Spanky View Fixed - UPDATE March 1, 2021

SpankySpanky the Black Bear

We wondered why the buffering came on so much! Mauro guessed why. Snow and ice. The build-up of it threw the satellite dish off a bit. Today, he and a partner checked, pulling a little way into the driveway and stopping about 100 feet from the den. They got out quietly and didn’t slam any doors. They talked in hushed voices as they aimed the satellite dish precisely at the satellite 25,000 miles away. The small adjustment increased the upload of bandwidth 4-fold (from 1 MB to 4MB per second), eliminating ‘Ringo.’ And they did this just in time for us all to have steady picture with no hesitation as the den watchers begin recording time sequences in the next few days. Way to go team!Doe and fawnDoe and fawn

A few days ago, I heard what I thought was a snow plow and drove over to see if the road and driveway had been plowed. It hadn’t. Then I heard voices and drove over to see if anyone was at the den. I could see from the road that no one was. The secret was the very sensitive microphone on the den cam. It can pick up voices on the road, and the snow plow ‘noises’ were something else that fooled me because sometimes the sounds come through strong and sometimes not so strong. They are the sound of Spanky breathing deeply. I don’t know what, besides breathing deeply, makes the sounds and hum come through louder at times. Another mystery for the team.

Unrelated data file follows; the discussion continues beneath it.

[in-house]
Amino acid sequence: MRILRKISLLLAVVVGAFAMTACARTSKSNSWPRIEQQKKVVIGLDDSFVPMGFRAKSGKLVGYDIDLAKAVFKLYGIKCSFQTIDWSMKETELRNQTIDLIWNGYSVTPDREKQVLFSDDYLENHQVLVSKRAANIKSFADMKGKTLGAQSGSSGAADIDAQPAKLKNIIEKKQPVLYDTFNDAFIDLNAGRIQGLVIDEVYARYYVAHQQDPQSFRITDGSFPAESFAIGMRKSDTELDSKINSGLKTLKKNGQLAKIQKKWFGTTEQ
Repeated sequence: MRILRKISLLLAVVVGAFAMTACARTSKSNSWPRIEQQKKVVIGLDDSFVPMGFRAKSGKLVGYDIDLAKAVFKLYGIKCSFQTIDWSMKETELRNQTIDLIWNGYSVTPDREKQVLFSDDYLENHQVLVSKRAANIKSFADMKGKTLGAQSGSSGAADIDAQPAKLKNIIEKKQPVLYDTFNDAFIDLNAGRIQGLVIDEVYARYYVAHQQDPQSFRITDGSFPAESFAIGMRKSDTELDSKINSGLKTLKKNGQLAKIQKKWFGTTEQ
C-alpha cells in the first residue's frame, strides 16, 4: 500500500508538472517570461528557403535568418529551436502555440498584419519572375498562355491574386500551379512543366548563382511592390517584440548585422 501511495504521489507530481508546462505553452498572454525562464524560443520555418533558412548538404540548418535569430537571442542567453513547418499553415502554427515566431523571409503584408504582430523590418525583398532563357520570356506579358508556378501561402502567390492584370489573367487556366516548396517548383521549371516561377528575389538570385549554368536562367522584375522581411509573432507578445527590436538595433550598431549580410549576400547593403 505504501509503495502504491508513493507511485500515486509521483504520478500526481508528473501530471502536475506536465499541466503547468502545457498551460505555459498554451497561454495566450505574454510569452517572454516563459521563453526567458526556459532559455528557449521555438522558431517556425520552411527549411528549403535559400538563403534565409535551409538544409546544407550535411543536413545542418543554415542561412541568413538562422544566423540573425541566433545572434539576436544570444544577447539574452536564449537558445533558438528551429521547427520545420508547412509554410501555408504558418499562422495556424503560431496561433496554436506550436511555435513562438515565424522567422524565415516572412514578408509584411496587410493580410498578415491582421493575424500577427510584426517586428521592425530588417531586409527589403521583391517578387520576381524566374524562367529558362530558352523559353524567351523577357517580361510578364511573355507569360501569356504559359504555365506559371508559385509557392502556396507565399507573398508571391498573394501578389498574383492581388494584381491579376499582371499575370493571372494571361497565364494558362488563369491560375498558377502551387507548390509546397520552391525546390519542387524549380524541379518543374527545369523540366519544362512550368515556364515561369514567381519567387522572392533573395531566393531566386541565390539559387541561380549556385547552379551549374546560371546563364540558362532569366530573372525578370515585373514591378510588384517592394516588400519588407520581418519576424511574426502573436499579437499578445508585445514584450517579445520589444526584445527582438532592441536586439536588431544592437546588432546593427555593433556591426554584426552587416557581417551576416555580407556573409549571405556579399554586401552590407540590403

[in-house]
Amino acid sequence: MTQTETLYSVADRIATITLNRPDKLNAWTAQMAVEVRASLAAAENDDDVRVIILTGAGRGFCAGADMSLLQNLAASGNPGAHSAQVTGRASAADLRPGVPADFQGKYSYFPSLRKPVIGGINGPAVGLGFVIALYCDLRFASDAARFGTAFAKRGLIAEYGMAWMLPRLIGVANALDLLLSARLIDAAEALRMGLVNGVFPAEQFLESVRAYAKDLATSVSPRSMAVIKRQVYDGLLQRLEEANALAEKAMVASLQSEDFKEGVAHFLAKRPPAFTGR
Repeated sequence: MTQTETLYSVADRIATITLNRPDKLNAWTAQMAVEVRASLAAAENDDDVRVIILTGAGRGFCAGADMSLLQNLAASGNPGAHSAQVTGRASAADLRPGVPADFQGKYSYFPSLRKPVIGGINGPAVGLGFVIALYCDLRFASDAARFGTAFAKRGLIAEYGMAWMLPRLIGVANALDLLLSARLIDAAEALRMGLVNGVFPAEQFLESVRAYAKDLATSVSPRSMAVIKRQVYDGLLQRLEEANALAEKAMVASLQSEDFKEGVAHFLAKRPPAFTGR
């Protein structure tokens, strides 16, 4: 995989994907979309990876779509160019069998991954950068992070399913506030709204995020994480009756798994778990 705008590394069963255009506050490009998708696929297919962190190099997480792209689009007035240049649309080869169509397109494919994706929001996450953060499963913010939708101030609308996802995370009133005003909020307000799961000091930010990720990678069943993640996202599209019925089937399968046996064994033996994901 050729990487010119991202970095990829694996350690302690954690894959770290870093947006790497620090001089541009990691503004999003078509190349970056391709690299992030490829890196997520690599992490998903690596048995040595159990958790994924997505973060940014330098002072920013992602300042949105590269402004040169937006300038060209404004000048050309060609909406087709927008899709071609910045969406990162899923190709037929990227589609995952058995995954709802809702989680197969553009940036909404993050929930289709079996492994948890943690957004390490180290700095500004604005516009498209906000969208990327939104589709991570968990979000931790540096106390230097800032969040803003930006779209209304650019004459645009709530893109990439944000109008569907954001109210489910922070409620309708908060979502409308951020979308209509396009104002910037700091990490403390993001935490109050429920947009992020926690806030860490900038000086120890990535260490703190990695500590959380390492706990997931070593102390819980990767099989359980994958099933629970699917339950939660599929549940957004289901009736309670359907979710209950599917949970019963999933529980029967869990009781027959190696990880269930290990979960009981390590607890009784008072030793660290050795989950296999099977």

Out the window, a mother deer showed a moment of caring for her three quarter grown 9-month-old fawn.Raven flying awayRaven flying away

Then a raven came for suet. But this raven doesn’t look so much for the suet as it does for me at my desk. If I’m there and especially if I move to grab the camera, it flies. But today, I got the camera on it just as it flew. I don’t get many raven pictures. These birds that are so tame in Ely are the wariest birds I see here at the WRI. Chickadee with spotChickadee with spotI have easier opportunities with eagles with their eagle eyes.

Chickadees are favorites with their easy trust. Today, an easily identified one with a white feather on top of its head and other whitish feathers over its right eye landed just outside the window. I clicked an ID picture in case any stories develop around this individual.

Thank you for all you do.
Lynn Rogers, Biologist, Wildlife Research Institute and North American Bear Center

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